Sri Lankans, regardless of politics, could not have relished Prime Minister Ratnasiri Wickremanayake’s unfortunate experience at the Narita International Airport while on a recent unofficial visit to Japan. It is the expectation, if not the assumption, of all Lankans that the prime minister of their country, however small, will receive basic courtesies from any foreign country he visits. That was not the case in this instance and all of us fellow citizen must necessarily be appalled that it happened, of all places in a country with which Sri Lanka enjoys the best relations. Japan, as we all know, has long been our biggest aid donor and, despite her close relations with the US and the European Powers, resisted western efforts to persuade Tokyo to shut off or slowdown aid flows not long ago in an effort to coerce Colombo on the peace front. Who can forget peace envoy Yasushi Akashi’s words then that the poor people of this country must not be made to pay for matters they were not responsible for. Japan at that time broke ranks on this score with the other co-chairs of the peace process and we must not forget that. Japan still remembers the J.R. Jayewardene speech at the San Francisco peace conference at the end of World War 2.
While we may be dismayed by the prime minister’s recent experience, it is also worth our while to turn the lamp inwards and reflect on this problem from the perspective of the other side. It is well known that many of our people live abroad as illegals, having gained illegitimate entry to many affluent countries to better their economic prospects. The long war now ended also opened many doors to Lankans who went off abroad as asylum seekers and political refugees when most of them were in fact economic refugees no different to those setting sail from Negombo or Wennapuwa for Italy or Australia. Just like we in Sri Lanka tightened our systems when the so-called kallathonis were a problem to us, even setting up in the sixties a dedicated military Task Force Anti-Illicit Immigration commanded by then Colonel Sepala Attygalle, other countries too would surely enforce their own safeguards.
Given that Lankans, viewing western pastures as well as those in Japan and South Korea as greener than those at home, often try to enter them illegally, we must not cavil at barriers set up to balk such entry. Many of us do not like to be fingerprinted when applying for a visa to go anywhere. If it is our view that such treatment smacks of that accorded to common criminals, then it is our right not to go to such countries. But biometrics today is a relatively common device employed to more effectively keep track of various people, be they illegal entrants or those who may enter a country lawfully but overstay their welcome usually for reasons of employment. Once they are in, they find it easy to disappear into a crowd and are hard to catch thereafter.
A correspondent to this issue of our newspaper has raised several points connected to the prime minister’s unhappy experience. Among the questions he has asked was whether the PM’s office applied for a visit visa without following the normal practice of the foreign ministry sending what is called in diplomatic parlance a ``third person note’’ to the Japanese Embassy in Colombo. Did the PM’s office merely send Mr. Wickremanayake’s passport to the embassy with a covering letter? He had articulated the possibility, and we stress the possibility, that if a diplomatic visa that would have obviated the problem which occurred was not requested, it could have been a deliberate ploy to facilitate the clearance of those accompanying the premier. The retinue, after all, would never have been issued diplomatic visas but may well have hoped to be waved on as members of the prime minister’s party. We are well aware that the top officials of the premier’s office, most so his official secretary, are persons of the highest rectitude and integrity and would never be party to any such machination. But a glitch somewhere along the line cannot be ruled out. Let us not forget that no less than a Buddhist monk, accompanying another minister participating in the same temple ceremony where the premier was a guest, was sent back post haste as he was not permitted entry to Japan.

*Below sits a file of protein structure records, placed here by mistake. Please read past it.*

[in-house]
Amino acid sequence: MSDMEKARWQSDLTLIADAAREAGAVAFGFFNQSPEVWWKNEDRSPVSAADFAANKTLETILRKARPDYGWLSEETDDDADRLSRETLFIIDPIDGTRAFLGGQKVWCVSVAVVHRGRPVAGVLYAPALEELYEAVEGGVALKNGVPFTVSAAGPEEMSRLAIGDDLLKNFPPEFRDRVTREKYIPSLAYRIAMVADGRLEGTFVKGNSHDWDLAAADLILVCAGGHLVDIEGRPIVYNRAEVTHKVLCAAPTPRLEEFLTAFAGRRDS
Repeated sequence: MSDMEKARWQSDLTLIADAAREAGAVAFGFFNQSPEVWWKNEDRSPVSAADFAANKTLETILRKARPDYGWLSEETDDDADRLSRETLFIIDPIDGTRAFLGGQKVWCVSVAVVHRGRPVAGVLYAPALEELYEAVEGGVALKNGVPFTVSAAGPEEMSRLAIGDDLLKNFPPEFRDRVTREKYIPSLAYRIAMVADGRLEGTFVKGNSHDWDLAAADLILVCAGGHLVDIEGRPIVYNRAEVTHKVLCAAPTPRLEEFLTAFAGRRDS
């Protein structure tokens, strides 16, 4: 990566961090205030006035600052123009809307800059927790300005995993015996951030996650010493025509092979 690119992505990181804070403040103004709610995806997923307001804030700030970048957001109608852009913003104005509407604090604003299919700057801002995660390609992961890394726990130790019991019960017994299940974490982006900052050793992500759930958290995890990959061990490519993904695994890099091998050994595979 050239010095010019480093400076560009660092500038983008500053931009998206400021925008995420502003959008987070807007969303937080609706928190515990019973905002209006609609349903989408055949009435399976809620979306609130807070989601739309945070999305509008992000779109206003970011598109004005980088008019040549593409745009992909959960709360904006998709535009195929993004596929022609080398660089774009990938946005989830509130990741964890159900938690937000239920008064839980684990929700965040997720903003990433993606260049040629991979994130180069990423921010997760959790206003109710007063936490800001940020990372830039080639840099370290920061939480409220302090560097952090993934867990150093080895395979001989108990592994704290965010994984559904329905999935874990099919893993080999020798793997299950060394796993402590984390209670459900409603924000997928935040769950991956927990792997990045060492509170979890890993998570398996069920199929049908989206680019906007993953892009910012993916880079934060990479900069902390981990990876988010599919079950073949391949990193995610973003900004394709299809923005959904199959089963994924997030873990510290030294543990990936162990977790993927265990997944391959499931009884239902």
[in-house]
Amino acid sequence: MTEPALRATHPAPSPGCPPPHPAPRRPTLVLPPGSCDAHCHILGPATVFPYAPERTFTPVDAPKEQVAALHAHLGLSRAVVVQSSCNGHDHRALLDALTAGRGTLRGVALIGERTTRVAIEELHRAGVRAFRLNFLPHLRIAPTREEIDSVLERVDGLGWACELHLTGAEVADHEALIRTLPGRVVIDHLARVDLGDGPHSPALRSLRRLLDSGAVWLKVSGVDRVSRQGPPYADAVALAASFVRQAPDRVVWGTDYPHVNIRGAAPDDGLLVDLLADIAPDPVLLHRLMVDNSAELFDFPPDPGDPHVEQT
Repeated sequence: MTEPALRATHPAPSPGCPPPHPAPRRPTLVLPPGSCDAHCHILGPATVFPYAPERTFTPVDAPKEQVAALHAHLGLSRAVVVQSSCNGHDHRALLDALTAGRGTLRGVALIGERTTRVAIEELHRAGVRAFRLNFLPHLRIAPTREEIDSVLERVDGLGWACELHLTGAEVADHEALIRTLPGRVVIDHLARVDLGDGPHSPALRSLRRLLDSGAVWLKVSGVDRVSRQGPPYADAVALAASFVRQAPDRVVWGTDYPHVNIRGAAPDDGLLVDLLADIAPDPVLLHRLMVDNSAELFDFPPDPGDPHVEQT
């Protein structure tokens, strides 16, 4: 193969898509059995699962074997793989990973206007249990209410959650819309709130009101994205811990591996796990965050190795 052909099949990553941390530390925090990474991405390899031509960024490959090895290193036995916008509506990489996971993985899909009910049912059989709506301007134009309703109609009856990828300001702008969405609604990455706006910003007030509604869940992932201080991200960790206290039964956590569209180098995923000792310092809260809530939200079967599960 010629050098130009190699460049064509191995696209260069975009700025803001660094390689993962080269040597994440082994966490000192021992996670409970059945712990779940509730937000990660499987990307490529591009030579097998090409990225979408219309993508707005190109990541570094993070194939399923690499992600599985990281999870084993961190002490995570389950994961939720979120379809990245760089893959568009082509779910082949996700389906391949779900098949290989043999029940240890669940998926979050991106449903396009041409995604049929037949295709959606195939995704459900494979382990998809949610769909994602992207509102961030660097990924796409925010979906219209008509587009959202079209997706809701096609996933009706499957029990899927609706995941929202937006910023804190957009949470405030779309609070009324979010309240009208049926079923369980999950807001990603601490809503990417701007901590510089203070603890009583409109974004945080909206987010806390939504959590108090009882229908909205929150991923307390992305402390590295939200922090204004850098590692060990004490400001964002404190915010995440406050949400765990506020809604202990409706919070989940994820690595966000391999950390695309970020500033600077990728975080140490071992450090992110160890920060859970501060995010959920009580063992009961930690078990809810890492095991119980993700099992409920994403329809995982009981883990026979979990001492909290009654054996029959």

As former Ambassador Nanda Godage who had served in Tokyo as a young diplomat said in an article published last week, many of the Mahayana temples in Japan, whose priests do not lead the abstinent lives demanded of the Theravada clergy, have a commercial bent. It is well known that some of our own monks have profited hugely thanks to connections with Japanese temples. While it must be conceded that some monks with such connections have been the conduit of funds from that country for worthwhile social work here, others have undoubtedly benefited personally. Many of them try to extend the patronage of Lankan VIPs to temples they are connected and benefit themselves and it would be useful if elected officials are careful about not freely accepting `all found’ invitations merely because they are extended. There can be wheels within wheels as has been discovered too often in such temple related junkets.
We conclude this comment by agreeing with our correspondent that it is unlikely that the immigration official at the Narita airport would have adopted the same hard line she took with our prime minister had she been dealing with a VIP from a western power. Japan had graciously regretted the incident although the inflexible official had conformed to the rule book. That also is a lesson for us in our dealings with foreign countries. As the folk wisdom of this country has it, just because the stick is strong, we must not beat our adversary until it breaks. It sounds better in the original Sinhala – polla haiya nisa kadenakang gahanna honda ne!